First determine whether a problem truly exists when considering pesticides for chinch bug control. If your neighborhood is prone to chinch bug problems, inspect your lawn weekly during the spring, summer and fall. Look for off-color areas, especially in direct sun, and along sidewalks and driveways. When there are numerous chinch bugs, they will cause grass to yellow. You can often find them by parting the grass at the edge of affected areas and by examining the soil and base of the turf. (See “Tips for Professionals” on page 5.) You should check areas with suspected infestations several times. When chinch bugs are numerous, you might see them on leaves or scurrying about on adjacent sidewalks during the day.
Insecticides can prevent further injury when chinch bugs are abundant enough to cause visible damage. A variety of liquid and granular insecticides is available for chinch bug control. Granular insecticides can be applied with a standard fertilizer spreader and irrigated lightly (1⁄8- to 1⁄4-inch of water) to activate the insecticide. Drop-type spreaders are good for keeping insecticide granules from scattering into gutters, sidewalks and driveways. There they can be washed into storm drains and streams which is why you should sweep up and properly reapply any granules landing in such sites.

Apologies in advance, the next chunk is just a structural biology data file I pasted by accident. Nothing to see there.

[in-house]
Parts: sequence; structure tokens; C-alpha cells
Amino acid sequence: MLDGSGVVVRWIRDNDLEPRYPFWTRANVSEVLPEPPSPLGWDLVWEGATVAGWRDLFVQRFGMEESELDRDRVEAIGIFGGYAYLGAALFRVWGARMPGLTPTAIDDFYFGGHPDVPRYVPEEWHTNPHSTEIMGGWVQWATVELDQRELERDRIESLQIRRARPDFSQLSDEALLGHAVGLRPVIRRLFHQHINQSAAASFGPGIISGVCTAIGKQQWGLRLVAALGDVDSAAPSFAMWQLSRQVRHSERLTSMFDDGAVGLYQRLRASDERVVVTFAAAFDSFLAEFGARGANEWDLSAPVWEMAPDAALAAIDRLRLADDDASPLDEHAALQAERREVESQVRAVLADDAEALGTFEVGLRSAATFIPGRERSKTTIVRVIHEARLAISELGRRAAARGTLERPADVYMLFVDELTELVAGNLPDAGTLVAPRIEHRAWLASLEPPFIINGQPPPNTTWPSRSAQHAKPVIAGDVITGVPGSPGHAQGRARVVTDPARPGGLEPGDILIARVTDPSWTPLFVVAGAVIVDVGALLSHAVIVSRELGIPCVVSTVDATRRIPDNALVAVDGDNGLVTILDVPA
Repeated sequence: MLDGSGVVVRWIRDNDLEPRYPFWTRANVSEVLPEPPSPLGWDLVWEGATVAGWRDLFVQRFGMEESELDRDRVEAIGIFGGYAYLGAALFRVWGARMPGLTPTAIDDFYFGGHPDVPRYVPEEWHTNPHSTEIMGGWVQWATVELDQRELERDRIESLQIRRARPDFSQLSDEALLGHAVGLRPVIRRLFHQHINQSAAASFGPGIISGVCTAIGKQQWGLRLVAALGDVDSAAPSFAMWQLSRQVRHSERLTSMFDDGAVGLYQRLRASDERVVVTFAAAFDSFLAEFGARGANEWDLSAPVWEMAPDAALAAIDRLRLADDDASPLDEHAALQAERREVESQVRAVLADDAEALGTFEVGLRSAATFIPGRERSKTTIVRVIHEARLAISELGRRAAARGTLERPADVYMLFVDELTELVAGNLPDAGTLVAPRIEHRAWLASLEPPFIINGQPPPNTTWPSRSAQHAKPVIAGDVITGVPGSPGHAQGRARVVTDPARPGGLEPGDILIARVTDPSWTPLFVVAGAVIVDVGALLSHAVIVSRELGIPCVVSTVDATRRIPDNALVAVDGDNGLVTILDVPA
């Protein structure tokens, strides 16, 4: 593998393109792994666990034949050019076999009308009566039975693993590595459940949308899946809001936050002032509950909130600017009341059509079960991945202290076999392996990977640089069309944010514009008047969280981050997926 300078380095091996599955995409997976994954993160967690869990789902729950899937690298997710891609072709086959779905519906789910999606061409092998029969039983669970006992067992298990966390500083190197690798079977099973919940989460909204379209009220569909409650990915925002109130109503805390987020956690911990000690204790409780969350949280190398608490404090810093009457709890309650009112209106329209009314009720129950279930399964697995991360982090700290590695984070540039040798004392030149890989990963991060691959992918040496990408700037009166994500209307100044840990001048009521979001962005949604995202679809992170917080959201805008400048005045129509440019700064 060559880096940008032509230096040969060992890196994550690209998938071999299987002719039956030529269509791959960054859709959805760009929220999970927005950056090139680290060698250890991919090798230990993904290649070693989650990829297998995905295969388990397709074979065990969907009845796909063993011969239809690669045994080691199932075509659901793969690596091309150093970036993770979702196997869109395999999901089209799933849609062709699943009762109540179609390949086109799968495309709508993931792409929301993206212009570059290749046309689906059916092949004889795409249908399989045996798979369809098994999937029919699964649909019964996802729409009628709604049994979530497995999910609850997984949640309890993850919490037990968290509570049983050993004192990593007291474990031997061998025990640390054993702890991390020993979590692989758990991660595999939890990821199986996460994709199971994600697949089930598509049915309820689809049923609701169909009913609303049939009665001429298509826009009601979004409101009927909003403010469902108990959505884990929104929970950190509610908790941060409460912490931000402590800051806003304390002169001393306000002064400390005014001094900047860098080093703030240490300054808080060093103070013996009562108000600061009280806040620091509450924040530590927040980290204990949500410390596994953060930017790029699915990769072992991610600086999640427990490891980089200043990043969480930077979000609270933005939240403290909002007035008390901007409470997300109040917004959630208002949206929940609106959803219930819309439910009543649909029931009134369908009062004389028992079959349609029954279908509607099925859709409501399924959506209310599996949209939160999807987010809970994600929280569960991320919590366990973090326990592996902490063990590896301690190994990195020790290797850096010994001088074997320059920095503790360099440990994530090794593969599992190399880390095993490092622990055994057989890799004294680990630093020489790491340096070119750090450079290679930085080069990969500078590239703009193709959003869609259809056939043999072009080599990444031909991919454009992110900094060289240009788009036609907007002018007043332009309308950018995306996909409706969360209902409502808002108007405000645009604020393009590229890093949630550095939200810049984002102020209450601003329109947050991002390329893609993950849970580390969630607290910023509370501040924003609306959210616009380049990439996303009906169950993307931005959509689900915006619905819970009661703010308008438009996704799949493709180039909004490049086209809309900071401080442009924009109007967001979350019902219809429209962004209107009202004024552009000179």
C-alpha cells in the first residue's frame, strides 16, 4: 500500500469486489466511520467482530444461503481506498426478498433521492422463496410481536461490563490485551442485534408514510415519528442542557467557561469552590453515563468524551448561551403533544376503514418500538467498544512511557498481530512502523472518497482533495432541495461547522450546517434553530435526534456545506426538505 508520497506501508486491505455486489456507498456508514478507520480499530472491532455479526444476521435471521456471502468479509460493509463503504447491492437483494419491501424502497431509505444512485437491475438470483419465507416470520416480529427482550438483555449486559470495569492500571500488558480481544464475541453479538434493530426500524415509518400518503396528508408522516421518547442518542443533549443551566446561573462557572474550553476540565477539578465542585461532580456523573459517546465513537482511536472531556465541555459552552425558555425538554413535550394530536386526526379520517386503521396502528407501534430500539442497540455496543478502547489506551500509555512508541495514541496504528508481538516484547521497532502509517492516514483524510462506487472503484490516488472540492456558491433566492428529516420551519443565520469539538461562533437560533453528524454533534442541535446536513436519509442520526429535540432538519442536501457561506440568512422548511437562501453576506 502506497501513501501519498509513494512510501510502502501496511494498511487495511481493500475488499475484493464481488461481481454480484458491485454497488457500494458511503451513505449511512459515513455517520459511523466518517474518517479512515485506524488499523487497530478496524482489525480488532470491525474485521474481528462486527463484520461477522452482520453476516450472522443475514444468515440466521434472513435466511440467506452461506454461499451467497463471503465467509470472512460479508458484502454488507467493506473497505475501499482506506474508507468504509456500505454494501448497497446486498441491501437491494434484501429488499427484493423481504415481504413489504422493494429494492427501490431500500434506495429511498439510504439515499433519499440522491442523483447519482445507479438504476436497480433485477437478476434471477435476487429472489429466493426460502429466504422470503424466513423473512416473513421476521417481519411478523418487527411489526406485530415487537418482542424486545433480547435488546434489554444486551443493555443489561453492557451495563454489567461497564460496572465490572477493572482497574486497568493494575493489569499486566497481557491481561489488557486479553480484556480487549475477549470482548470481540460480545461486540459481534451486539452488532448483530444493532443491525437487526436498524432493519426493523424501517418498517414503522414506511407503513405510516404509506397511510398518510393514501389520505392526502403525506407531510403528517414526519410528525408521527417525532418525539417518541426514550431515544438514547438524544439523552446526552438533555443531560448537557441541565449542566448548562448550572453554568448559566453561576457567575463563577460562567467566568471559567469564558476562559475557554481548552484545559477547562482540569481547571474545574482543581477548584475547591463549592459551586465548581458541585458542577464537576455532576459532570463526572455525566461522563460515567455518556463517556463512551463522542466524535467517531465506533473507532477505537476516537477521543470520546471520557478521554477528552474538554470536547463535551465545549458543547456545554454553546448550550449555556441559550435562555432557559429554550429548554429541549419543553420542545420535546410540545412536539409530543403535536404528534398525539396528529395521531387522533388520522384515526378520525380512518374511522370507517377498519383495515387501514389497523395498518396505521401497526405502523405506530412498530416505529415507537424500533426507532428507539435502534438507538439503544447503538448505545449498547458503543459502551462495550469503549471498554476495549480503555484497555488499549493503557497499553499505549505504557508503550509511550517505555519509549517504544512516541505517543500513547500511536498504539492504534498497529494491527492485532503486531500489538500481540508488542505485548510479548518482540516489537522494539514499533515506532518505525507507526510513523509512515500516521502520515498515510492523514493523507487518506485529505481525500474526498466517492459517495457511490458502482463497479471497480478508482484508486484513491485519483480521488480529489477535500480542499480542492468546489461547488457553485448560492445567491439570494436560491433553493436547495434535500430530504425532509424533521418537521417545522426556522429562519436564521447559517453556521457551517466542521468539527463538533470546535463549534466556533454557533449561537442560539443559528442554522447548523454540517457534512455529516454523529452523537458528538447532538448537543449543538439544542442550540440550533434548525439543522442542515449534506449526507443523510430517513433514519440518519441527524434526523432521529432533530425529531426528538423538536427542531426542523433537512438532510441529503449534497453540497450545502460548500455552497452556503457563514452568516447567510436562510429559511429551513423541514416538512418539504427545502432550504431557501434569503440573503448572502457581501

Liquid sprays are usually applied using a hose-end sprayer that can apply 15 to 20 gallons of water per 1,000 square feet. To ensure even coverage, spray back and forth across the same area. Watering the lawn before application can help the pesticide penetrate the turf, but irrigation is not recommended following application of liquid insecticides.
Use spot treatments where chinch bugs are restricted to isolated areas of the lawn. Treat the off-color turf and all surrounding infested areas. Inspect the site every 3 to 5 days for at least 2 weeks to determine if the infestation is under control. Spot treatments help prevent environmental contamination. They also minimize the impact of pesticides on beneficial insects.
Products that provide satisfactory control of chinch bugs include those containing carbaryl or any of the pyrethroid insecticides, such as bifenthrin (some Scotts® and Ortho® brands), cyfluthrin (Bayer brands), lambda-cyhalothrin (Spectracide® brands) or permethrin (e.g., Green Light® and Spectracide®). Resistance to the insecticide bifenthrin has been identified among southern chinch bugs in parts of Florida, but has not yet become a problem in Texas.